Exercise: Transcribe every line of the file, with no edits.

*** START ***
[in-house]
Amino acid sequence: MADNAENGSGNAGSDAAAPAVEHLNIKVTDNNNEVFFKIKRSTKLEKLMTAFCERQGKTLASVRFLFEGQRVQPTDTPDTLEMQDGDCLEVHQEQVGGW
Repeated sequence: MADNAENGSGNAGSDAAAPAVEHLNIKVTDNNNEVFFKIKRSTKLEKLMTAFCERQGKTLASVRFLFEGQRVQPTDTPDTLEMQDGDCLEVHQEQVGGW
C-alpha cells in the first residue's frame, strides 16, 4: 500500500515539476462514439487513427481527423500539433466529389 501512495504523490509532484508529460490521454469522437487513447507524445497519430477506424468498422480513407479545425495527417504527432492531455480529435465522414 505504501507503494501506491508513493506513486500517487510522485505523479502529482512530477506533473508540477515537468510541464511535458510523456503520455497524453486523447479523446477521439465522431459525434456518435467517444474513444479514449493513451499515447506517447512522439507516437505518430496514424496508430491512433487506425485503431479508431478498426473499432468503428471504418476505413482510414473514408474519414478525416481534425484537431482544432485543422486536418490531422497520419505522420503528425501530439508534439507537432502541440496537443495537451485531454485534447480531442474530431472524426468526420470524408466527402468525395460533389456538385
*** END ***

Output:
[in-house]
Amino acid sequence: MADNAENGSGNAGSDAAAPAVEHLNIKVTDNNNEVFFKIKRSTKLEKLMTAFCERQGKTLASVRFLFEGQRVQPTDTPDTLEMQDGDCLEVHQEQVGGW
Repeated sequence: MADNAENGSGNAGSDAAAPAVEHLNIKVTDNNNEVFFKIKRSTKLEKLMTAFCERQGKTLASVRFLFEGQRVQPTDTPDTLEMQDGDCLEVHQEQVGGW
C-alpha cells in the first residue's frame, strides 16, 4: 500500500515539476462514439487513427481527423500539433466529389 501512495504523490509532484508529460490521454469522437487513447507524445497519430477506424468498422480513407479545425495527417504527432492531455480529435465522414 505504501507503494501506491508513493506513486500517487510522485505523479502529482512530477506533473508540477515537468510541464511535458510523456503520455497524453486523447479523446477521439465522431459525434456518435467517444474513444479514449493513451499515447506517447512522439507516437505518430496514424496508430491512433487506425485503431479508431478498426473499432468503428471504418476505413482510414473514408474519414478525416481534425484537431482544432485543422486536418490531422497520419505522420503528425501530439508534439507537432502541440496537443495537451485531454485534447480531442474530431472524426468526420470524408466527402468525395460533389456538385